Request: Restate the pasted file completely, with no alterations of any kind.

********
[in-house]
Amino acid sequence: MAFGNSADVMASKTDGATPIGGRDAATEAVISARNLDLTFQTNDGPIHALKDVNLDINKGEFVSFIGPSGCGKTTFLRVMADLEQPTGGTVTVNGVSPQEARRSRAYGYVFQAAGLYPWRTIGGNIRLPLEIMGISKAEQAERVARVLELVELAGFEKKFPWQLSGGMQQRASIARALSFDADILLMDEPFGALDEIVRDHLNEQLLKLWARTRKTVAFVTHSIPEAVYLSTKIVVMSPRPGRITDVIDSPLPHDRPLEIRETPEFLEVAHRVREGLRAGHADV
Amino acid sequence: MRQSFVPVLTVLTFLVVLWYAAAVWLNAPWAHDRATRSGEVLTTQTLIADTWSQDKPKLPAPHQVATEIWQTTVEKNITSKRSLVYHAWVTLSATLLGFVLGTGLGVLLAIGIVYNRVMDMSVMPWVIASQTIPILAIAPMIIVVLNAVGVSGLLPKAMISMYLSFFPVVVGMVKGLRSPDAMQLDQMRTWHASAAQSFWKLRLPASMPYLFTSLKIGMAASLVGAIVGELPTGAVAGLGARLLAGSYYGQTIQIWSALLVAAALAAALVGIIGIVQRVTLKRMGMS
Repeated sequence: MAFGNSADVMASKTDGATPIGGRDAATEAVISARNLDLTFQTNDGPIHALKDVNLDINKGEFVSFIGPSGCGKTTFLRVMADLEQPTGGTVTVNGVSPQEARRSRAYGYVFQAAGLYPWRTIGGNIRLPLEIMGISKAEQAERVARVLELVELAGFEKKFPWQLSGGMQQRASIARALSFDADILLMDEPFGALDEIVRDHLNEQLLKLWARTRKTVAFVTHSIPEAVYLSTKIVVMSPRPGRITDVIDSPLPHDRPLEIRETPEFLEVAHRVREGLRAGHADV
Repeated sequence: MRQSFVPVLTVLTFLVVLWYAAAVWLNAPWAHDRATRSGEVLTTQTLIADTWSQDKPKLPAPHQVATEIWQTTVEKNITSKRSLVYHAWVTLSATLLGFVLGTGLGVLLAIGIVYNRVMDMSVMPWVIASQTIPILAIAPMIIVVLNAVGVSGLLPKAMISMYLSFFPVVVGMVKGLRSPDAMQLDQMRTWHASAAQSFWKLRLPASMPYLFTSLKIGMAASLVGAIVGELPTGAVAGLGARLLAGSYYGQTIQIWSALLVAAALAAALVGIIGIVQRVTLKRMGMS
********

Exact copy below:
[in-house]
Amino acid sequence: MAFGNSADVMASKTDGATPIGGRDAATEAVISARNLDLTFQTNDGPIHALKDVNLDINKGEFVSFIGPSGCGKTTFLRVMADLEQPTGGTVTVNGVSPQEARRSRAYGYVFQAAGLYPWRTIGGNIRLPLEIMGISKAEQAERVARVLELVELAGFEKKFPWQLSGGMQQRASIARALSFDADILLMDEPFGALDEIVRDHLNEQLLKLWARTRKTVAFVTHSIPEAVYLSTKIVVMSPRPGRITDVIDSPLPHDRPLEIRETPEFLEVAHRVREGLRAGHADV
Amino acid sequence: MRQSFVPVLTVLTFLVVLWYAAAVWLNAPWAHDRATRSGEVLTTQTLIADTWSQDKPKLPAPHQVATEIWQTTVEKNITSKRSLVYHAWVTLSATLLGFVLGTGLGVLLAIGIVYNRVMDMSVMPWVIASQTIPILAIAPMIIVVLNAVGVSGLLPKAMISMYLSFFPVVVGMVKGLRSPDAMQLDQMRTWHASAAQSFWKLRLPASMPYLFTSLKIGMAASLVGAIVGELPTGAVAGLGARLLAGSYYGQTIQIWSALLVAAALAAALVGIIGIVQRVTLKRMGMS
Repeated sequence: MAFGNSADVMASKTDGATPIGGRDAATEAVISARNLDLTFQTNDGPIHALKDVNLDINKGEFVSFIGPSGCGKTTFLRVMADLEQPTGGTVTVNGVSPQEARRSRAYGYVFQAAGLYPWRTIGGNIRLPLEIMGISKAEQAERVARVLELVELAGFEKKFPWQLSGGMQQRASIARALSFDADILLMDEPFGALDEIVRDHLNEQLLKLWARTRKTVAFVTHSIPEAVYLSTKIVVMSPRPGRITDVIDSPLPHDRPLEIRETPEFLEVAHRVREGLRAGHADV
Repeated sequence: MRQSFVPVLTVLTFLVVLWYAAAVWLNAPWAHDRATRSGEVLTTQTLIADTWSQDKPKLPAPHQVATEIWQTTVEKNITSKRSLVYHAWVTLSATLLGFVLGTGLGVLLAIGIVYNRVMDMSVMPWVIASQTIPILAIAPMIIVVLNAVGVSGLLPKAMISMYLSFFPVVVGMVKGLRSPDAMQLDQMRTWHASAAQSFWKLRLPASMPYLFTSLKIGMAASLVGAIVGELPTGAVAGLGARLLAGSYYGQTIQIWSALLVAAALAAALVGIIGIVQRVTLKRMGMS